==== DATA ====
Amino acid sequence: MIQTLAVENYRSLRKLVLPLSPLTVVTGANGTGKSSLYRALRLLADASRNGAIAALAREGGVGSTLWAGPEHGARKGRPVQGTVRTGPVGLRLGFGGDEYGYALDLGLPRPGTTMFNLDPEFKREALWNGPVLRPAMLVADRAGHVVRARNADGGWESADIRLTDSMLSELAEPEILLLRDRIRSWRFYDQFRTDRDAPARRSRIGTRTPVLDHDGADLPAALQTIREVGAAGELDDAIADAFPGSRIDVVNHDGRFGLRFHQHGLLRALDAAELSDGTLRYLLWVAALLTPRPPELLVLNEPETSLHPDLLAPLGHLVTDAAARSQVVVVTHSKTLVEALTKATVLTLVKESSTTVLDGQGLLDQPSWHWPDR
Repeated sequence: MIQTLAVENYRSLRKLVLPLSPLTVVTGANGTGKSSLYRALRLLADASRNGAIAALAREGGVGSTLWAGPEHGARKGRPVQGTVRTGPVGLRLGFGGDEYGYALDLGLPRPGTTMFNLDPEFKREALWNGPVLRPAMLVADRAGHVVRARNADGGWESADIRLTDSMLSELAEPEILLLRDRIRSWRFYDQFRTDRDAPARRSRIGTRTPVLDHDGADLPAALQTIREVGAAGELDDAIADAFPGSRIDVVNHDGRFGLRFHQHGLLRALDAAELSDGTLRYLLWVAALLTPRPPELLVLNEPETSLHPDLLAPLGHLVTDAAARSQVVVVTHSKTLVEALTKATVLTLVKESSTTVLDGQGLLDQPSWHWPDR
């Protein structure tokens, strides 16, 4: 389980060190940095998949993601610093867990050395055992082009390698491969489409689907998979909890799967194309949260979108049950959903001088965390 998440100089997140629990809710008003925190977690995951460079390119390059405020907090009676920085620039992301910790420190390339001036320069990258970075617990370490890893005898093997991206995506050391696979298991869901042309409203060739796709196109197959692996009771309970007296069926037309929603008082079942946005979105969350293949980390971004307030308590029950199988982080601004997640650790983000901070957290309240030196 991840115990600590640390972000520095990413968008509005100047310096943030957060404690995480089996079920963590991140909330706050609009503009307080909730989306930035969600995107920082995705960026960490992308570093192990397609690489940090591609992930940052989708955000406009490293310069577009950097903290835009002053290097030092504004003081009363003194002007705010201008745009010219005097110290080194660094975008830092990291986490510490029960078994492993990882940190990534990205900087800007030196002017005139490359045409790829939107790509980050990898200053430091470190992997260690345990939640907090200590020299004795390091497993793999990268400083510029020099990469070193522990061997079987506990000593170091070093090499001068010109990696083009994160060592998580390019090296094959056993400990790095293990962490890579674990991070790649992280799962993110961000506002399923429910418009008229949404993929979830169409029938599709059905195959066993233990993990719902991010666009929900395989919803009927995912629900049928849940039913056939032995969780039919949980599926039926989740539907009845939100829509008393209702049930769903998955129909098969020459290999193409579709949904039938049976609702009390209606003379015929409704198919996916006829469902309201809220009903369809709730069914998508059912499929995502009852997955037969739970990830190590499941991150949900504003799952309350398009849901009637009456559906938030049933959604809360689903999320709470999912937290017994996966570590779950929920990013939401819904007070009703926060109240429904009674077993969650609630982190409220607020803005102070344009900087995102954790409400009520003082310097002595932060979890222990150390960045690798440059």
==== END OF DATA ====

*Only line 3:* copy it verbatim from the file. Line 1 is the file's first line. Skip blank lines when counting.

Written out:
């Protein structure tokens, strides 16, 4: 389980060190940095998949993601610093867990050395055992082009390698491969489409689907998979909890799967194309949260979108049950959903001088965390 998440100089997140629990809710008003925190977690995951460079390119390059405020907090009676920085620039992301910790420190390339001036320069990258970075617990370490890893005898093997991206995506050391696979298991869901042309409203060739796709196109197959692996009771309970007296069926037309929603008082079942946005979105969350293949980390971004307030308590029950199988982080601004997640650790983000901070957290309240030196 991840115990600590640390972000520095990413968008509005100047310096943030957060404690995480089996079920963590991140909330706050609009503009307080909730989306930035969600995107920082995705960026960490992308570093192990397609690489940090591609992930940052989708955000406009490293310069577009950097903290835009002053290097030092504004003081009363003194002007705010201008745009010219005097110290080194660094975008830092990291986490510490029960078994492993990882940190990534990205900087800007030196002017005139490359045409790829939107790509980050990898200053430091470190992997260690345990939640907090200590020299004795390091497993793999990268400083510029020099990469070193522990061997079987506990000593170091070093090499001068010109990696083009994160060592998580390019090296094959056993400990790095293990962490890579674990991070790649992280799962993110961000506002399923429910418009008229949404993929979830169409029938599709059905195959066993233990993990719902991010666009929900395989919803009927995912629900049928849940039913056939032995969780039919949980599926039926989740539907009845939100829509008393209702049930769903998955129909098969020459290999193409579709949904039938049976609702009390209606003379015929409704198919996916006829469902309201809220009903369809709730069914998508059912499929995502009852997955037969739970990830190590499941991150949900504003799952309350398009849901009637009456559906938030049933959604809360689903999320709470999912937290017994996966570590779950929920990013939401819904007070009703926060109240429904009674077993969650609630982190409220607020803005102070344009900087995102954790409400009520003082310097002595932060979890222990150390960045690798440059």